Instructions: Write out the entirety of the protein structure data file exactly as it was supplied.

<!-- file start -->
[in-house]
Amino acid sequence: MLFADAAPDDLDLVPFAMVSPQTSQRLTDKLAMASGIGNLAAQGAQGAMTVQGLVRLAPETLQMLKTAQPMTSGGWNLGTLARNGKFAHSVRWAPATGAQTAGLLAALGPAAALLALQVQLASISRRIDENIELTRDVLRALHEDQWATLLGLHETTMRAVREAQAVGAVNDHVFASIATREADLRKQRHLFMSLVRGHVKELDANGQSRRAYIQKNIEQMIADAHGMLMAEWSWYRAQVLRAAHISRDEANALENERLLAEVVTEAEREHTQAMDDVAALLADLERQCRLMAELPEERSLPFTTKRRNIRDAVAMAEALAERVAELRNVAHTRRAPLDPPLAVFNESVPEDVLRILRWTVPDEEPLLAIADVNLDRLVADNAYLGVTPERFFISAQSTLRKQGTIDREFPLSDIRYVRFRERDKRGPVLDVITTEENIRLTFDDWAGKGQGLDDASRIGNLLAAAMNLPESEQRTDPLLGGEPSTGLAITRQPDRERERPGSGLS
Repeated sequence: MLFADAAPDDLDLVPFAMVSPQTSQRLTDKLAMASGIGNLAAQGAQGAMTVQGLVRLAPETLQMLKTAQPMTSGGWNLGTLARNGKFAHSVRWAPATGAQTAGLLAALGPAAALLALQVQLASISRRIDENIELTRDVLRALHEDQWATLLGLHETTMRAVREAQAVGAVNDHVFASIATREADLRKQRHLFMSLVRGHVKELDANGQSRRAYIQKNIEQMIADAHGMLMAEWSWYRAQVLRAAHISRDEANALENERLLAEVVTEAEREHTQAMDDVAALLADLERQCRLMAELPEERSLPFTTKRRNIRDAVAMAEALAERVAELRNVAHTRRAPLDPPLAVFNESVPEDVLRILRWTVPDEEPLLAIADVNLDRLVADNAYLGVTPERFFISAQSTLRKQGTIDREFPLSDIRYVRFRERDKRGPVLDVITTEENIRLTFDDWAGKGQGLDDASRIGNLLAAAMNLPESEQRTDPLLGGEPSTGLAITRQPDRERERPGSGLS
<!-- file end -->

[in-house]
Amino acid sequence: MLFADAAPDDLDLVPFAMVSPQTSQRLTDKLAMASGIGNLAAQGAQGAMTVQGLVRLAPETLQMLKTAQPMTSGGWNLGTLARNGKFAHSVRWAPATGAQTAGLLAALGPAAALLALQVQLASISRRIDENIELTRDVLRALHEDQWATLLGLHETTMRAVREAQAVGAVNDHVFASIATREADLRKQRHLFMSLVRGHVKELDANGQSRRAYIQKNIEQMIADAHGMLMAEWSWYRAQVLRAAHISRDEANALENERLLAEVVTEAEREHTQAMDDVAALLADLERQCRLMAELPEERSLPFTTKRRNIRDAVAMAEALAERVAELRNVAHTRRAPLDPPLAVFNESVPEDVLRILRWTVPDEEPLLAIADVNLDRLVADNAYLGVTPERFFISAQSTLRKQGTIDREFPLSDIRYVRFRERDKRGPVLDVITTEENIRLTFDDWAGKGQGLDDASRIGNLLAAAMNLPESEQRTDPLLGGEPSTGLAITRQPDRERERPGSGLS
Repeated sequence: MLFADAAPDDLDLVPFAMVSPQTSQRLTDKLAMASGIGNLAAQGAQGAMTVQGLVRLAPETLQMLKTAQPMTSGGWNLGTLARNGKFAHSVRWAPATGAQTAGLLAALGPAAALLALQVQLASISRRIDENIELTRDVLRALHEDQWATLLGLHETTMRAVREAQAVGAVNDHVFASIATREADLRKQRHLFMSLVRGHVKELDANGQSRRAYIQKNIEQMIADAHGMLMAEWSWYRAQVLRAAHISRDEANALENERLLAEVVTEAEREHTQAMDDVAALLADLERQCRLMAELPEERSLPFTTKRRNIRDAVAMAEALAERVAELRNVAHTRRAPLDPPLAVFNESVPEDVLRILRWTVPDEEPLLAIADVNLDRLVADNAYLGVTPERFFISAQSTLRKQGTIDREFPLSDIRYVRFRERDKRGPVLDVITTEENIRLTFDDWAGKGQGLDDASRIGNLLAAAMNLPESEQRTDPLLGGEPSTGLAITRQPDRERERPGSGLS